Your submission is now in Draft mode.

Once it's ready, please submit your draft for review by our team of Community Moderators. Thank you!

Submit Essay

Once you submit your essay, you can no longer edit it.


This content now needs to be approved by community moderators.


This essay was submitted and is waiting for review.

Drake's Equation 3rd parameter n_e


This is the third question in a series estimating input parameters for Drake's equation, inspired by a recent paper, on the Fermi paradox.

The first question in the series, with more explanation, is here

The model in question uses probability distributions over the following parameters:

  • log-uniform from 1 to 100.
  • log-uniform from 0.1 to 1.
  • log-uniform from 0.1 to 1.
  • log-normal rate, (giving mean 0.5 and median - 0.63).
  • log-uniform from 0.001 to 1.
  • log-uniform from 0.01 to 1.
  • log-uniform from 100 to 10,000,000,000.

In this case we will be addressing the third parameter in the Drake's Equation, . It is the number of planets, per star system, with an environment suitable for (though not necessarily possessing) life. We include suitable moons in this count.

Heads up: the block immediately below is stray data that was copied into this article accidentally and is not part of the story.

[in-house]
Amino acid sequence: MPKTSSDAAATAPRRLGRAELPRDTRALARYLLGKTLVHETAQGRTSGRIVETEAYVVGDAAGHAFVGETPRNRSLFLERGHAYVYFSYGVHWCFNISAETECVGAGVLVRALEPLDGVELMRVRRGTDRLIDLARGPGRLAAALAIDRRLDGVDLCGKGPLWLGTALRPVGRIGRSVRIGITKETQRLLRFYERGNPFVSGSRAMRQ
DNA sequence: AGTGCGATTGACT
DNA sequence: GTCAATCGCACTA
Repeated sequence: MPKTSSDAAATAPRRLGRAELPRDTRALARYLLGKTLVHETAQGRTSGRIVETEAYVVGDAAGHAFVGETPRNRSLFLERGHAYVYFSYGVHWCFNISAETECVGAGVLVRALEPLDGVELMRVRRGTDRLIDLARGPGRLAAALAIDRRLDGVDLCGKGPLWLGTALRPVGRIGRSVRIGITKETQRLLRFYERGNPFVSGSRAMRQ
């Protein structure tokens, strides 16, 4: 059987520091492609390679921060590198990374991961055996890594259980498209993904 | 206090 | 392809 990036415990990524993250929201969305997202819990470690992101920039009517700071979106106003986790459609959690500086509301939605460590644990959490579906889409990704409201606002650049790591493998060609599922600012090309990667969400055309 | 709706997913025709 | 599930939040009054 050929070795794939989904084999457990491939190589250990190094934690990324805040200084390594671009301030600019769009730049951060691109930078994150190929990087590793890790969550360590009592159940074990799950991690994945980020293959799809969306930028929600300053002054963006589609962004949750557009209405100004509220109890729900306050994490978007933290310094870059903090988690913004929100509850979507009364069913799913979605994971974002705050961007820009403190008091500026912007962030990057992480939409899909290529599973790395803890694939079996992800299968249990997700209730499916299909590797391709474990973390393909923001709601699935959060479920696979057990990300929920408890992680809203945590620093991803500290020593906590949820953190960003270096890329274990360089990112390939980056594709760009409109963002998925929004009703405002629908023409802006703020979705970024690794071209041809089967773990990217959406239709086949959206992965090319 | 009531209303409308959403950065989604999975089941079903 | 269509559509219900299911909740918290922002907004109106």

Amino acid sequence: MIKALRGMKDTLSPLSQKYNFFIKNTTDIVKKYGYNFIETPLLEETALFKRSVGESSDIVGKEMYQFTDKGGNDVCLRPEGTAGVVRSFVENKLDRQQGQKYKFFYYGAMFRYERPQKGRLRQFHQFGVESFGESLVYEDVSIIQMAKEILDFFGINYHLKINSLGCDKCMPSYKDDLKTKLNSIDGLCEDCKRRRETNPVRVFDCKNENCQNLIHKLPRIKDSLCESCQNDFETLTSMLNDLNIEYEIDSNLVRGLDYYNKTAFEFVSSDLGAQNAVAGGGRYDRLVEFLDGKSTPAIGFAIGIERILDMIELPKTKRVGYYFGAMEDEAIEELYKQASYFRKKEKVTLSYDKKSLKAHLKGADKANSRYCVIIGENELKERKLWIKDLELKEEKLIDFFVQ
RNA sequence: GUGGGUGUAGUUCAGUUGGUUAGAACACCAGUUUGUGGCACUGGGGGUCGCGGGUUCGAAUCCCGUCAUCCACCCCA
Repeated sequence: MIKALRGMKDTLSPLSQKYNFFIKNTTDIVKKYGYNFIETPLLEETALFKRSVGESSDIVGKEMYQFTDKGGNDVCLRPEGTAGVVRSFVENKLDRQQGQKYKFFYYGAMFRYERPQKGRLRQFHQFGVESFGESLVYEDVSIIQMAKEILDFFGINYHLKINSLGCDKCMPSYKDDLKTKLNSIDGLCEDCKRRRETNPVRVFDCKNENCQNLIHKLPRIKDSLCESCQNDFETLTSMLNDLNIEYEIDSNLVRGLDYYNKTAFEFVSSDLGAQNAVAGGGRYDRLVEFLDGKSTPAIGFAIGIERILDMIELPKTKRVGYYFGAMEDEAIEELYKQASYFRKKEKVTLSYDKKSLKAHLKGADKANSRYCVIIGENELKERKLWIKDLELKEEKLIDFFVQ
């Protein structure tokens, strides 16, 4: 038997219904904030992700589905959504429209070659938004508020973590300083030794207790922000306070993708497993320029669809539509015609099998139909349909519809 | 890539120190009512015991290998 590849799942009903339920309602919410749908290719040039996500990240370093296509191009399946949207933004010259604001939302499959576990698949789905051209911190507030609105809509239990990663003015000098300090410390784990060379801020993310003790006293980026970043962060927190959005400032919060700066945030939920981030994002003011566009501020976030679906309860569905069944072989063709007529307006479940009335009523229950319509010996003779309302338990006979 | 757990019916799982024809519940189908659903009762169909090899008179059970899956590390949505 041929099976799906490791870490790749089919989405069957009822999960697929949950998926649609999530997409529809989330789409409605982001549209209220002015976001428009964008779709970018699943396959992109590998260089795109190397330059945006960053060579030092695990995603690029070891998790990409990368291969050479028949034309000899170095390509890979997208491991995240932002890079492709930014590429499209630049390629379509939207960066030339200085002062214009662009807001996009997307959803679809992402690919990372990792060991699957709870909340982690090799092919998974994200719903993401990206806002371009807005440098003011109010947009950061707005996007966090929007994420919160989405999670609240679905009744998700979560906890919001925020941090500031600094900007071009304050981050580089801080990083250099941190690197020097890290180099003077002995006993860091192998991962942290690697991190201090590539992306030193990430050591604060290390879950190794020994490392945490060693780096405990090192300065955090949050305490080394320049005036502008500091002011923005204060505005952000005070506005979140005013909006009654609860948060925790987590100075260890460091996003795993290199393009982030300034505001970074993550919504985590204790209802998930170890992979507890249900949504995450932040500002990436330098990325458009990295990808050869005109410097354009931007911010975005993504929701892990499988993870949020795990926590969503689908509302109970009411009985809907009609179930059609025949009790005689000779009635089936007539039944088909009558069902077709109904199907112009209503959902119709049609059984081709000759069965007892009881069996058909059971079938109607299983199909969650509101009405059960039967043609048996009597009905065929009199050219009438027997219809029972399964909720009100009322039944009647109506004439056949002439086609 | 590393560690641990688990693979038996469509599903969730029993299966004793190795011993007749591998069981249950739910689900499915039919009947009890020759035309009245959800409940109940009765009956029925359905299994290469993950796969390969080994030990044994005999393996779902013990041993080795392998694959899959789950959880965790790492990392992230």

Predictors should use the sliders to make their best estimate of this parameter and its uncertainty.

Most estimates consider how many planets fall within a star's habitable zone, probably with sufficient mass to retain an atmosphere or surface liquid of some type. (For example, our Moon is in our stars' habitable zone, though it is uninhabitable to life as far as we know, although there may have been a brief period of suitability.) However we might be more expansive:

  • One must also consider the fact that habitable zones move as a star changes over time.

  • Also there may be condition that allow a planet to be suitable to life outside of the traditional habitable zone such as sub-ice oceans of our gas giants moons.

  • We may also consider the habitable zones not just for water-based life but other biochemistries.

The resolution to this question will be the scientific consensus 100 years from now, regardless of any remaining uncertainty.

Make a Prediction


Note: this question resolved before its original close time. All of your predictions came after the resolution, so you did not gain (or lose) any points for it.

Note: this question resolved before its original close time. You earned points up until the question resolution, but not afterwards.

Current points depend on your prediction, the community's prediction, and the result. Your total earned points are averaged over the lifetime of the question, so predict early to get as many points as possible! See the FAQ.